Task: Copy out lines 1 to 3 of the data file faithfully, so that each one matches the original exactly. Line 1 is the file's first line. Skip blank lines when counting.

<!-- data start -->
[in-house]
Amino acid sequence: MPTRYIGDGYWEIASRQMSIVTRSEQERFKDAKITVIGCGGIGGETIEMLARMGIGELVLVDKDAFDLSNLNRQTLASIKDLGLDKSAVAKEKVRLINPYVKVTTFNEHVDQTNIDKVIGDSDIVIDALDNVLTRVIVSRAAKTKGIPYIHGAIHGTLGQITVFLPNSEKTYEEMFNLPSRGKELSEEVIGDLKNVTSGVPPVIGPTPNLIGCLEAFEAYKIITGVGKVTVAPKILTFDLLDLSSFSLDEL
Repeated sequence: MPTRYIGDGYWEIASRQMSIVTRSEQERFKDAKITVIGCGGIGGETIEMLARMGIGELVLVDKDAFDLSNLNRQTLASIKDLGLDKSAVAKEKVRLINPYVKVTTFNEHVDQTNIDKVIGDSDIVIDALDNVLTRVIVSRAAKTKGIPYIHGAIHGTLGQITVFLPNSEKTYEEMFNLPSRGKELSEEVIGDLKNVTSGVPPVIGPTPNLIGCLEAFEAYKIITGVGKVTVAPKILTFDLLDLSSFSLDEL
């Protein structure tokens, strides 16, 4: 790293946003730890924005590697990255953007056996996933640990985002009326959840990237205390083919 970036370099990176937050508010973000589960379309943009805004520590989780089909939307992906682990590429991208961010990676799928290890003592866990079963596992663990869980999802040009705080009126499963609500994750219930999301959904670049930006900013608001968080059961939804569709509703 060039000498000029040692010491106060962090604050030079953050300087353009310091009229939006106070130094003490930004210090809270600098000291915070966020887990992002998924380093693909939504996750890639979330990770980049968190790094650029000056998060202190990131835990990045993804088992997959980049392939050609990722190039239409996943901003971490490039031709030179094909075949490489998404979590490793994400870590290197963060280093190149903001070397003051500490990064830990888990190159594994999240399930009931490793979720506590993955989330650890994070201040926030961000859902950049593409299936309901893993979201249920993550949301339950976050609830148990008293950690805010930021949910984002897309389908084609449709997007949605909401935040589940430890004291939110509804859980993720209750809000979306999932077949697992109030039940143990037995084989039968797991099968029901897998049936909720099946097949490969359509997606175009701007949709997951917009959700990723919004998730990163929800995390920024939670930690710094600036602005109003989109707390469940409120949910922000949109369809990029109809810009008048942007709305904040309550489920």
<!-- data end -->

[in-house]
Amino acid sequence: MPTRYIGDGYWEIASRQMSIVTRSEQERFKDAKITVIGCGGIGGETIEMLARMGIGELVLVDKDAFDLSNLNRQTLASIKDLGLDKSAVAKEKVRLINPYVKVTTFNEHVDQTNIDKVIGDSDIVIDALDNVLTRVIVSRAAKTKGIPYIHGAIHGTLGQITVFLPNSEKTYEEMFNLPSRGKELSEEVIGDLKNVTSGVPPVIGPTPNLIGCLEAFEAYKIITGVGKVTVAPKILTFDLLDLSSFSLDEL
Repeated sequence: MPTRYIGDGYWEIASRQMSIVTRSEQERFKDAKITVIGCGGIGGETIEMLARMGIGELVLVDKDAFDLSNLNRQTLASIKDLGLDKSAVAKEKVRLINPYVKVTTFNEHVDQTNIDKVIGDSDIVIDALDNVLTRVIVSRAAKTKGIPYIHGAIHGTLGQITVFLPNSEKTYEEMFNLPSRGKELSEEVIGDLKNVTSGVPPVIGPTPNLIGCLEAFEAYKIITGVGKVTVAPKILTFDLLDLSSFSLDEL